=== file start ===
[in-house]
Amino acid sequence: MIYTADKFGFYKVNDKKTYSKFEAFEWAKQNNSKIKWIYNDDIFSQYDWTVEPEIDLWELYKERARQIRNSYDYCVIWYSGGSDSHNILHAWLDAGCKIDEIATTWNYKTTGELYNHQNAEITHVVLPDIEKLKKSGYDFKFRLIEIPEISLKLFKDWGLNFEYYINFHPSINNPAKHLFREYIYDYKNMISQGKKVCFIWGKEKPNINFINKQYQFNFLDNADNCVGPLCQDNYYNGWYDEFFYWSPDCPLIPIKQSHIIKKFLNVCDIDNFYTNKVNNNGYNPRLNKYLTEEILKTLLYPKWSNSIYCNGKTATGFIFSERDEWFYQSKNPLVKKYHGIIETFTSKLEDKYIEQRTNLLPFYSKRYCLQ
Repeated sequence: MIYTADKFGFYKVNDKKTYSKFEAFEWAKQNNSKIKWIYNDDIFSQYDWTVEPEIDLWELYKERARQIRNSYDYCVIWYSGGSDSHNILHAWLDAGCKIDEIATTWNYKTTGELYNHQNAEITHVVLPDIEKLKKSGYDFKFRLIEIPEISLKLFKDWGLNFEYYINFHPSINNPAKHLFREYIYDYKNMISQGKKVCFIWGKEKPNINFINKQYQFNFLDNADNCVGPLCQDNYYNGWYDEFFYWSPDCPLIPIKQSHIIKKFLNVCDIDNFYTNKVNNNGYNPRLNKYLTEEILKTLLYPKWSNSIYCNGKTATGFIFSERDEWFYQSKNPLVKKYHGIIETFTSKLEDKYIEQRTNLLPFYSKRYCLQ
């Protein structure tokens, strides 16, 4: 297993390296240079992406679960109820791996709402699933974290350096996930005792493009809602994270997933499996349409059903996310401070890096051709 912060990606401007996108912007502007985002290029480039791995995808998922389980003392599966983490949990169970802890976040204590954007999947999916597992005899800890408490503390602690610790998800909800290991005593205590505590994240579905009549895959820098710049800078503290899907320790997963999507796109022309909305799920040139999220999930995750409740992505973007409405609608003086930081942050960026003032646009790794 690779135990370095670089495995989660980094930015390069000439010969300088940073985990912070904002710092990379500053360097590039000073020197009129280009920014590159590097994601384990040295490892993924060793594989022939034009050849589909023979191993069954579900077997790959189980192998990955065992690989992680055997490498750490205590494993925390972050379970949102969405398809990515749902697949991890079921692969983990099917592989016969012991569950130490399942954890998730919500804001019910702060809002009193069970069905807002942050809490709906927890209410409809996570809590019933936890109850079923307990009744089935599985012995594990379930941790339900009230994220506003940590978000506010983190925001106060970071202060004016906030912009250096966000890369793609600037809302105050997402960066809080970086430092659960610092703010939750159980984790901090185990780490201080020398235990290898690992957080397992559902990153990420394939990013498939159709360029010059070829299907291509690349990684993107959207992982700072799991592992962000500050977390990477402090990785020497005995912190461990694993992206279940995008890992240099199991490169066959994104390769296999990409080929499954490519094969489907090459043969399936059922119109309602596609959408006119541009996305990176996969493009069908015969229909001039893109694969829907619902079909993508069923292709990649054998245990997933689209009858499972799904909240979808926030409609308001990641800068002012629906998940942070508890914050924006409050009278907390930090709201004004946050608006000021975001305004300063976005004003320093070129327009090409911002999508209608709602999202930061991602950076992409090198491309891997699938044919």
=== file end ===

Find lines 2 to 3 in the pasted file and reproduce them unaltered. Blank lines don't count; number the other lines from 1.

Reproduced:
Amino acid sequence: MIYTADKFGFYKVNDKKTYSKFEAFEWAKQNNSKIKWIYNDDIFSQYDWTVEPEIDLWELYKERARQIRNSYDYCVIWYSGGSDSHNILHAWLDAGCKIDEIATTWNYKTTGELYNHQNAEITHVVLPDIEKLKKSGYDFKFRLIEIPEISLKLFKDWGLNFEYYINFHPSINNPAKHLFREYIYDYKNMISQGKKVCFIWGKEKPNINFINKQYQFNFLDNADNCVGPLCQDNYYNGWYDEFFYWSPDCPLIPIKQSHIIKKFLNVCDIDNFYTNKVNNNGYNPRLNKYLTEEILKTLLYPKWSNSIYCNGKTATGFIFSERDEWFYQSKNPLVKKYHGIIETFTSKLEDKYIEQRTNLLPFYSKRYCLQ
Repeated sequence: MIYTADKFGFYKVNDKKTYSKFEAFEWAKQNNSKIKWIYNDDIFSQYDWTVEPEIDLWELYKERARQIRNSYDYCVIWYSGGSDSHNILHAWLDAGCKIDEIATTWNYKTTGELYNHQNAEITHVVLPDIEKLKKSGYDFKFRLIEIPEISLKLFKDWGLNFEYYINFHPSINNPAKHLFREYIYDYKNMISQGKKVCFIWGKEKPNINFINKQYQFNFLDNADNCVGPLCQDNYYNGWYDEFFYWSPDCPLIPIKQSHIIKKFLNVCDIDNFYTNKVNNNGYNPRLNKYLTEEILKTLLYPKWSNSIYCNGKTATGFIFSERDEWFYQSKNPLVKKYHGIIETFTSKLEDKYIEQRTNLLPFYSKRYCLQ